There was an error opening this document. Access denied. –  Ronaldo Santana Mar 28 '11 at 22:26
can you add the ShelExecute sentence which your use to open the document? –  RRUZ Mar 28 '11 at 22:28
@Ronaldo In comments you can format code by enclosing it in "back quote" symbols: . For example A := 1; On US keyboards the back quote is usually at the top left combined with the tilde ~ above the tab key. –  Marjan Venema Mar 29 '11 at 6:01
The double click uses the file association to open it. How does it succeed? What does it do different? –  David Heffernan Mar 29 '11 at 19:16
show 7 more comments

I don't think you can totally disable it in code; if you could, it would defeat the whole purpose of the Protected Mode (preventing malware from exploiting the .pdf file association). You may be able to work around it in a legal way, though. :)

I suspect it has to do with the open verb you're using with ShellExecute. You're assuming (maybe incorrectly) that the open verb does the same in Protected Mode on Win7 as it did on prior versions of Adobe Reader and Windows. (NOTE: I don't have that version of Acrobat installed on my system; this is all speculation.)

The first thing I'd try is changing the call to ShellExecute as follows:

ShellExecute(0, nil, PChar(pdfFile), nil, nil, SW_NORMAL);


The first change is to pass nil as the second parameter. This tells Windows you want whatever the default action is to occur. This may, for example, be view instead of open.

I also changed the two parameters after the filename to nil as well. This is more readable than using the empty string ('').

The final change is in the last parameter; I typically use SW_NORMAL instead of SW_SHOW, simply because this tells Windows to show it at whatever the default size and position would be; this may be something saved by the application and will take into effect the user's preferences (if any).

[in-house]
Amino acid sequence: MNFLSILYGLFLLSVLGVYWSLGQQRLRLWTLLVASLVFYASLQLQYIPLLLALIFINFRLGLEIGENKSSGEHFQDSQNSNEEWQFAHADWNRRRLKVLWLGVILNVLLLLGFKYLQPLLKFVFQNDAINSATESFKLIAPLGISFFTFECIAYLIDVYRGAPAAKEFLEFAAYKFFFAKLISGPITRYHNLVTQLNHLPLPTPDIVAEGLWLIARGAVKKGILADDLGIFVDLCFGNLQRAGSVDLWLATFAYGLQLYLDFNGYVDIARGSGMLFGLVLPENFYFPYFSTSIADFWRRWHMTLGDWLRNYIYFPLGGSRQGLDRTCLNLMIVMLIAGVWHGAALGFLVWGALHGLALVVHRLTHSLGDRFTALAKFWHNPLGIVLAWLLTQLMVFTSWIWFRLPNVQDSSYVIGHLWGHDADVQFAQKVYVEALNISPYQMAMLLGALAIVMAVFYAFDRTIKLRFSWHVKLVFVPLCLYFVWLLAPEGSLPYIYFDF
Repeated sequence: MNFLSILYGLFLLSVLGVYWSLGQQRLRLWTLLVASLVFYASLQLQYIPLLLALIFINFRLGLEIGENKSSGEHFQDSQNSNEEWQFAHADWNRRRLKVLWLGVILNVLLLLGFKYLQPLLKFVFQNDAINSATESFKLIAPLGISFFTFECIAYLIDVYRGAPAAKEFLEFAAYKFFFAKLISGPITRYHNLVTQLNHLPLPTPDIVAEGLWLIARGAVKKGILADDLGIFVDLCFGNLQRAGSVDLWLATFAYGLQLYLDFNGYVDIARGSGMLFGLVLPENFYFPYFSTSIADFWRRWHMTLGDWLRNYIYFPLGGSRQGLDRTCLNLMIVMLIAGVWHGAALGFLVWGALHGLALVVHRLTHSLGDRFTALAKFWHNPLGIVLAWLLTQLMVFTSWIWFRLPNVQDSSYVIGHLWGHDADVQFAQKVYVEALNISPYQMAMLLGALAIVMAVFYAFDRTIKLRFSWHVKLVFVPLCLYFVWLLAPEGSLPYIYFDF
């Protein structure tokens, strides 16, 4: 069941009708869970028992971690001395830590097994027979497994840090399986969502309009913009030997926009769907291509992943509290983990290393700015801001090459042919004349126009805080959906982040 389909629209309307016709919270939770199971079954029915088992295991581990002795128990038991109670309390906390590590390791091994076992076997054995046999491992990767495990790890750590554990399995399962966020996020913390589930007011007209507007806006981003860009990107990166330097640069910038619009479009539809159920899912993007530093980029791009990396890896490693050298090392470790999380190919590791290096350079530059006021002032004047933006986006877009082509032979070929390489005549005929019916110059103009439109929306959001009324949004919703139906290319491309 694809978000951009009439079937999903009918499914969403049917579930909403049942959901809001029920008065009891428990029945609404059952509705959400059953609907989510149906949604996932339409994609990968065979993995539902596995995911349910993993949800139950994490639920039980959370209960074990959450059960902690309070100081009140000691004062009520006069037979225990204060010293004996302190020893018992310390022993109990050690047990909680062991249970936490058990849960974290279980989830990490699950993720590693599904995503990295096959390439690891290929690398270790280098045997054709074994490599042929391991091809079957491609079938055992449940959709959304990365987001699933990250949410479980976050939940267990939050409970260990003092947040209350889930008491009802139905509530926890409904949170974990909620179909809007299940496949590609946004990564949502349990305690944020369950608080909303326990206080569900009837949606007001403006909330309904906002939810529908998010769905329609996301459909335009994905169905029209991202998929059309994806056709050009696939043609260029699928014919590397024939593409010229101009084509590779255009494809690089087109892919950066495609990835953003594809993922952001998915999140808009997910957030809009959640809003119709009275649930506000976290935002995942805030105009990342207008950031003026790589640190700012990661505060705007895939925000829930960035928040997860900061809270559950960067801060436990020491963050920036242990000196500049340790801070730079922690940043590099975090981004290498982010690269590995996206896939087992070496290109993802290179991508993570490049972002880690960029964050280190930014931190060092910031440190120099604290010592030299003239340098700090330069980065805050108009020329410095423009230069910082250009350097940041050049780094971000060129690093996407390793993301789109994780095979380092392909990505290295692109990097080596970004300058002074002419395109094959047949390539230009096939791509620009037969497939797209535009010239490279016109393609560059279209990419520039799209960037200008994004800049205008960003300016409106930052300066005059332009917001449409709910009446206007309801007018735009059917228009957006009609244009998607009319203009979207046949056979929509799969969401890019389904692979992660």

If this doesn't work, it's time to prowl around (carefully!!) in the Windows registry. Open regedit in the Start Menu's Search control, and navigate to HKEY_CLASSES_ROOT. Scroll down the file extensions until you find the entry for .pdf, and double-click that branch. You'll see the Default, which is (on my system, anyway) AcroExch.Document with a Content Type of application/pdf.

Continue down the tree in the left pane until you find AcroExch.Document, and expand it. You'll see a few values there (again, from my machine), as you can see in the image below. Expand the Shell branch, and you'll see the defined verbs, as well as the command associated with them. On my machine (again), I have a single Open verb, whose command is set to "C:\Program Files (x86)\Adobe\Reader 9.0\Reader\AcroRd32.exe" "%1".

(Bear with me - we're almost there. I promise.)

You can see what the double-click is doing differently by examining the default value (click Shell in the left pane, and then see what's set as (Default) in the right. Then examine the command-line (in the second image above, it's Open) to see what switches if any are passed to the Acrobat Reader app. (If you can't figure out which one's the default, right-click a .pdf file in Windows Explorer and see what the bolded item is in the context menu.)

If there's a parameter other than "%1" passed, you'll need to add the same parameter to the command line provided to ShellExecute. For instance, if the parameter is /v, you'd modify your call to ShellExcute to something like this: